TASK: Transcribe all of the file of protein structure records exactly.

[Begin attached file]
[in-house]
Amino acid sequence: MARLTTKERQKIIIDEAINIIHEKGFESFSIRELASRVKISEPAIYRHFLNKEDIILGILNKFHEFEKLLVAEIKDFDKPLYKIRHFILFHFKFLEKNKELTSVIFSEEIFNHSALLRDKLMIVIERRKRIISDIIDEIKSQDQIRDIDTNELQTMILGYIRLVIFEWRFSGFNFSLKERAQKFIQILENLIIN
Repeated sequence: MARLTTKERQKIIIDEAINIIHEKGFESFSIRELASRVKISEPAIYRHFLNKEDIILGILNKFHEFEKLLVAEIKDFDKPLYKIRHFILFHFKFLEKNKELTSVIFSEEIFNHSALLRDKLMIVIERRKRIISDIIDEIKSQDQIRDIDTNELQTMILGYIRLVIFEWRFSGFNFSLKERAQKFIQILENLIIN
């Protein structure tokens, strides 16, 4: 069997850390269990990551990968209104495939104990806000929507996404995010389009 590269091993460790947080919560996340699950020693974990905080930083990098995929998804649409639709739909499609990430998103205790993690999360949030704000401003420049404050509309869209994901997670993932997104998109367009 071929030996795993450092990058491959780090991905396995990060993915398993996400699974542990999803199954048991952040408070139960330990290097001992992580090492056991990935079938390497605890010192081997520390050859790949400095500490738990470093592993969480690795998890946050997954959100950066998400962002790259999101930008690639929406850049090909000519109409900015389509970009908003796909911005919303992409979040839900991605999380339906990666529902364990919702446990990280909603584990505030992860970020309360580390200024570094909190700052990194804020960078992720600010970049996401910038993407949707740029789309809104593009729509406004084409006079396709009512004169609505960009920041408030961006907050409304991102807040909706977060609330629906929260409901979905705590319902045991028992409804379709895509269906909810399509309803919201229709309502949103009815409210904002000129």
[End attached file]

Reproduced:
[in-house]
Amino acid sequence: MARLTTKERQKIIIDEAINIIHEKGFESFSIRELASRVKISEPAIYRHFLNKEDIILGILNKFHEFEKLLVAEIKDFDKPLYKIRHFILFHFKFLEKNKELTSVIFSEEIFNHSALLRDKLMIVIERRKRIISDIIDEIKSQDQIRDIDTNELQTMILGYIRLVIFEWRFSGFNFSLKERAQKFIQILENLIIN
Repeated sequence: MARLTTKERQKIIIDEAINIIHEKGFESFSIRELASRVKISEPAIYRHFLNKEDIILGILNKFHEFEKLLVAEIKDFDKPLYKIRHFILFHFKFLEKNKELTSVIFSEEIFNHSALLRDKLMIVIERRKRIISDIIDEIKSQDQIRDIDTNELQTMILGYIRLVIFEWRFSGFNFSLKERAQKFIQILENLIIN
């Protein structure tokens, strides 16, 4: 069997850390269990990551990968209104495939104990806000929507996404995010389009 590269091993460790947080919560996340699950020693974990905080930083990098995929998804649409639709739909499609990430998103205790993690999360949030704000401003420049404050509309869209994901997670993932997104998109367009 071929030996795993450092990058491959780090991905396995990060993915398993996400699974542990999803199954048991952040408070139960330990290097001992992580090492056991990935079938390497605890010192081997520390050859790949400095500490738990470093592993969480690795998890946050997954959100950066998400962002790259999101930008690639929406850049090909000519109409900015389509970009908003796909911005919303992409979040839900991605999380339906990666529902364990919702446990990280909603584990505030992860970020309360580390200024570094909190700052990194804020960078992720600010970049996401910038993407949707740029789309809104593009729509406004084409006079396709009512004169609505960009920041408030961006907050409304991102807040909706977060609330629906929260409901979905705590319902045991028992409804379709895509269906909810399509309803919201229709309502949103009815409210904002000129």